A few more photos after the jump…
Mick Flannery played his annual Christmas gig in the Opera House to a packed house back in Decemeber. Mick has come on in leaps and bounds this year with the release of White Lies and regular airplay on the national airwaves. Good to see he still has the same old self-effacing stage presence where he now just happily plays his magnificent music; the only time he breaks from this is to take the mickey out of the occasional heckler or re-inforce his understated interaction with the crowd with a few words every now and again, the eager crowd hanging on his every word.
See more photos… Continue reading Mick Flannery at Cork Opera House 2008
Grand Pocket Orchestra played a couple of weeks ago in The Pavilion in Cork as part of the weekly Bootleg series. I was looking forward to seeing this band and I must say I was surprised at how young this band is. Continue reading Grand Pocket Orchestra at The Pavilion
Clare O’Mahony played support to Mick Flannery down in The Lodge in Mallow recently and appears to be playing support on more of his upcoming gigs. Clare was joined on stage by another guitarist who also contributed on backing vocals and together they created nice melodies and interplay with their guitar picking. Clare once alluded to Dawson’s Creek during the gig and its impact on one of her songs and this influence is plain to see in many of the songs. You could just imagine watching the dilemmas of Dawson, Joey, Pacey et al. unfurl whilst listening to her music and in this respect her style reminds me of Christopher Dallman. Unfortunately there was quite a bit of chatter down the back in The Lodge but those of us up front certainly enjoyed the show.
If you’re going to see Mick Flannery in the Pavilion on Friday then get in early to catch Clare O’Mahony.
I recently mentioned that I purchased a pair of ear-plugs in time for the Murphy’s Live Music event in the Bróg last week. I had been thinking about doing this for quite some time, and when I came across the Don’t Lose the Music website, I decided to bite the bullet. Don’t Lose the Music is a website advocating the need for ear protection when in a noisy environment, in particular at gigs and night clubs. For far too long I have been up close to speakers while taking photographs at gigs, and still feeling the effects of it the day after.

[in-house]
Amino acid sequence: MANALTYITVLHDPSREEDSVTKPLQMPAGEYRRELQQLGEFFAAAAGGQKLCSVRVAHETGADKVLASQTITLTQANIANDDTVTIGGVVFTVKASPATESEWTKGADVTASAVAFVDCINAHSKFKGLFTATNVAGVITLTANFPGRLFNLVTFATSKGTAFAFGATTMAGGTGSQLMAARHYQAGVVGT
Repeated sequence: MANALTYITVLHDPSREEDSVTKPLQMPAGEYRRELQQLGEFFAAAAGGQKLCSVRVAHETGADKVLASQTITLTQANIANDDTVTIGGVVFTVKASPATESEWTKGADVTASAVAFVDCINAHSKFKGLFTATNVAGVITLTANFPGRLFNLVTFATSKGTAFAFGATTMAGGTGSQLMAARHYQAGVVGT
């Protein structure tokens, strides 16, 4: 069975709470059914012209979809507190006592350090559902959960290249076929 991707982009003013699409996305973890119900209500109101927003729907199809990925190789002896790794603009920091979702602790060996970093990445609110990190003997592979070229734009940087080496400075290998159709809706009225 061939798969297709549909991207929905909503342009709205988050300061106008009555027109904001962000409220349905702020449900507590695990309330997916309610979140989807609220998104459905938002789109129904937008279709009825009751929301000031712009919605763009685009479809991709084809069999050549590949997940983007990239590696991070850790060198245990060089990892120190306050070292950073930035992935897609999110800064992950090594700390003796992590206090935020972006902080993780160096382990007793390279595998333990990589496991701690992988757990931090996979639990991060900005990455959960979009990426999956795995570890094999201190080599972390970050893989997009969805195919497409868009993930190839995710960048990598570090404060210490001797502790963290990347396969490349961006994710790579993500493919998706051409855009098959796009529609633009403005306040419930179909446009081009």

At the gig in the Bróg where three great (and loud!) acts played, Fight Like Apes, My Evil Ex, and Painting by Numbers, I was able to stand close enough to the speakers and snap away without rushing away, thanks to my ear-plugs. I have had a few bad experiences in the Bróg and generally avoided going in there as the sound level is far too high. On this occasion, it was slightly tempered but I definitely needed the ear-plugs when close to the speakers. I spotted other people close-by rubbing their ears which is never a good sign. The ear-plugs I got only cost a measly €20 and are re-usable. I would recommend anybody to invest if you go to gigs/nightclubs and you have ringing in your ears, or you feel your hearing is on the wane.
It begs the question though, are gigs getting louder? Who moderates the sound level at gigs? Is it the sound engineer applying venue policy, or is the band themselves? I was at the 2FM 2moro 2our all ages gig in Cyprus Avenue late last year when David Geraghty headlined with a great set. Before he and his band played though, Concerto for Constantine played support. I had never heard of them and am always willing to listen to new music. But they were playing seriously loud music and at one point, lead singer Mark Greaney the bassist asked the crowd if the volume was too high and went on to say something like “When you go to see your doctor about your hearing loss, tell them Concerto for Constantine sent you”. Twat! I’d be willing to bet that the band themselves had ear-plugs, or else they should do. Bearing in mind that this was an all ages gig, the sound level should have been lower than normal gigs.
Once your hearing is gone, it’s gone. Don’t lose the music!